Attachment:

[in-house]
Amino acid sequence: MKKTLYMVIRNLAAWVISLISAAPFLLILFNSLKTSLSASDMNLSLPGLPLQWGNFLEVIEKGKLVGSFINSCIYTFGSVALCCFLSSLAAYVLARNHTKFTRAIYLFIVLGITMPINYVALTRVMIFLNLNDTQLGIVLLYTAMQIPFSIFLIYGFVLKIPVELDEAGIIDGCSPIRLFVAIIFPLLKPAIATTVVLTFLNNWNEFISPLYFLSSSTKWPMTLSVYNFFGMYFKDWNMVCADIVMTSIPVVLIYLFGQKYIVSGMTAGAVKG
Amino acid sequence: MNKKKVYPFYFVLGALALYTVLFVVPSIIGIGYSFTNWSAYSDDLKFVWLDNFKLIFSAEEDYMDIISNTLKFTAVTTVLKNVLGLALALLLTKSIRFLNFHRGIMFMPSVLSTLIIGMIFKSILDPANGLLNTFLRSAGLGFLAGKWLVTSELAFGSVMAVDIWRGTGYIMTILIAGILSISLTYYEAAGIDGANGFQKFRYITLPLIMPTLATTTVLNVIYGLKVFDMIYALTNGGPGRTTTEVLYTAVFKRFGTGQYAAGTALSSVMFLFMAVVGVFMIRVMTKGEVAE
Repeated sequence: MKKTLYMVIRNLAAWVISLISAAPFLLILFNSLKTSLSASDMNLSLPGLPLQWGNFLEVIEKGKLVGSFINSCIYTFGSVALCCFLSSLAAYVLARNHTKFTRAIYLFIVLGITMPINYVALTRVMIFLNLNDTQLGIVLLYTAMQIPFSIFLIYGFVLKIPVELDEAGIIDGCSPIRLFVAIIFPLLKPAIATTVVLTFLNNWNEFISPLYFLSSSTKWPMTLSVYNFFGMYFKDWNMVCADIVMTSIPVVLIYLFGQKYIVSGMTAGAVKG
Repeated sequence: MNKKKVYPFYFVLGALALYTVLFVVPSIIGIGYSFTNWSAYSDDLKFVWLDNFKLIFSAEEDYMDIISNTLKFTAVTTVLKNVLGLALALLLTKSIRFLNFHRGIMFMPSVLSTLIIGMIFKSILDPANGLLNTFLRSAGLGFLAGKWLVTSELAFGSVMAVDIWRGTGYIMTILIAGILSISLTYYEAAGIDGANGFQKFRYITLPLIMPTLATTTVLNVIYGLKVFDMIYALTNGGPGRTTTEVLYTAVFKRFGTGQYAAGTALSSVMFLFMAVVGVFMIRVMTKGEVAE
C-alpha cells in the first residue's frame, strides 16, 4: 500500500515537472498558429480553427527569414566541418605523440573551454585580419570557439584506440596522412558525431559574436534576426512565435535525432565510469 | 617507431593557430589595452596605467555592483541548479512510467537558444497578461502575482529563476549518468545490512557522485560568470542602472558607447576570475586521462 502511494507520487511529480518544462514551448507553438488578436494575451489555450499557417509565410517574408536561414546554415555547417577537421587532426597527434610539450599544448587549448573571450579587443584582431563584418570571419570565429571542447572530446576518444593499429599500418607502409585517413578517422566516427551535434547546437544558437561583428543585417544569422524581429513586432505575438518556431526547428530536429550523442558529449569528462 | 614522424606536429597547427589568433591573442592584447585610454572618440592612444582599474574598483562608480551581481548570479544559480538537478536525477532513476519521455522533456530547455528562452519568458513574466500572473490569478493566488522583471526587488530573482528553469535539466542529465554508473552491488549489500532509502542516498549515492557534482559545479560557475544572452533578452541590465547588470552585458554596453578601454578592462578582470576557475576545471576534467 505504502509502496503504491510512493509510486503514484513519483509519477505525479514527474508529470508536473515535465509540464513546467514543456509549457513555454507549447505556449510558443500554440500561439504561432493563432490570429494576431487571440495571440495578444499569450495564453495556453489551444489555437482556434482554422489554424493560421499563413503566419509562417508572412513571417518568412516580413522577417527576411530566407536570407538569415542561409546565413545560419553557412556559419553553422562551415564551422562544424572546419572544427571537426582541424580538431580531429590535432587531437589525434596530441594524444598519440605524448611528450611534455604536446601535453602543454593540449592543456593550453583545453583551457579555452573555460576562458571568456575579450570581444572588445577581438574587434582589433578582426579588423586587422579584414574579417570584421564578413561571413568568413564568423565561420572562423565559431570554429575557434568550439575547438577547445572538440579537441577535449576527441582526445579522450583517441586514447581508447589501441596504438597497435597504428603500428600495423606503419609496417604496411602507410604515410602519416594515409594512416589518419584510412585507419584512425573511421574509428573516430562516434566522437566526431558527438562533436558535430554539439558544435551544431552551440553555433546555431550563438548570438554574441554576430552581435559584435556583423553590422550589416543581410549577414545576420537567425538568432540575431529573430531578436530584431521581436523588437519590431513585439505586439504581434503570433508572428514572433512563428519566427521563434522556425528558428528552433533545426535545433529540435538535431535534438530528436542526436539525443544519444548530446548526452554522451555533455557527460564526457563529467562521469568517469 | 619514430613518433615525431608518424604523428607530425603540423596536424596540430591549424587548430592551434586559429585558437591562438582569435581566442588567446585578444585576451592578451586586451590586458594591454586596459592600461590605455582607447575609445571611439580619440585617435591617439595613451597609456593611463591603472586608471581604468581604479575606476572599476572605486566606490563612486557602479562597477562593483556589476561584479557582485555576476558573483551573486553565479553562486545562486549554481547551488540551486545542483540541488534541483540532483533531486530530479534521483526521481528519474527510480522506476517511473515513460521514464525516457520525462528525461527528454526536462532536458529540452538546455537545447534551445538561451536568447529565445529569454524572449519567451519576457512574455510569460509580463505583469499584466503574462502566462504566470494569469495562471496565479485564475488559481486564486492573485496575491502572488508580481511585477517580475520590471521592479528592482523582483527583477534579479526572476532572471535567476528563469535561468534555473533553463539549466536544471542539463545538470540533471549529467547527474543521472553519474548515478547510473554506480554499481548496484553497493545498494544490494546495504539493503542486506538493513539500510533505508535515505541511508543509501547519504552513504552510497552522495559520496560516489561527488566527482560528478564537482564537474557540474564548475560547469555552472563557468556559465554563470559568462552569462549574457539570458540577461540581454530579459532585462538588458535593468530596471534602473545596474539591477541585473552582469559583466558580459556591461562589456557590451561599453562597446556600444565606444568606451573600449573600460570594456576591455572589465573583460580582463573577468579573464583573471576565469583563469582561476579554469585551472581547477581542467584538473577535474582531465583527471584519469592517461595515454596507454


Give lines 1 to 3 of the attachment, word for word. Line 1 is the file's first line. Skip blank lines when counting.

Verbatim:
[in-house]
Amino acid sequence: MKKTLYMVIRNLAAWVISLISAAPFLLILFNSLKTSLSASDMNLSLPGLPLQWGNFLEVIEKGKLVGSFINSCIYTFGSVALCCFLSSLAAYVLARNHTKFTRAIYLFIVLGITMPINYVALTRVMIFLNLNDTQLGIVLLYTAMQIPFSIFLIYGFVLKIPVELDEAGIIDGCSPIRLFVAIIFPLLKPAIATTVVLTFLNNWNEFISPLYFLSSSTKWPMTLSVYNFFGMYFKDWNMVCADIVMTSIPVVLIYLFGQKYIVSGMTAGAVKG
Amino acid sequence: MNKKKVYPFYFVLGALALYTVLFVVPSIIGIGYSFTNWSAYSDDLKFVWLDNFKLIFSAEEDYMDIISNTLKFTAVTTVLKNVLGLALALLLTKSIRFLNFHRGIMFMPSVLSTLIIGMIFKSILDPANGLLNTFLRSAGLGFLAGKWLVTSELAFGSVMAVDIWRGTGYIMTILIAGILSISLTYYEAAGIDGANGFQKFRYITLPLIMPTLATTTVLNVIYGLKVFDMIYALTNGGPGRTTTEVLYTAVFKRFGTGQYAAGTALSSVMFLFMAVVGVFMIRVMTKGEVAE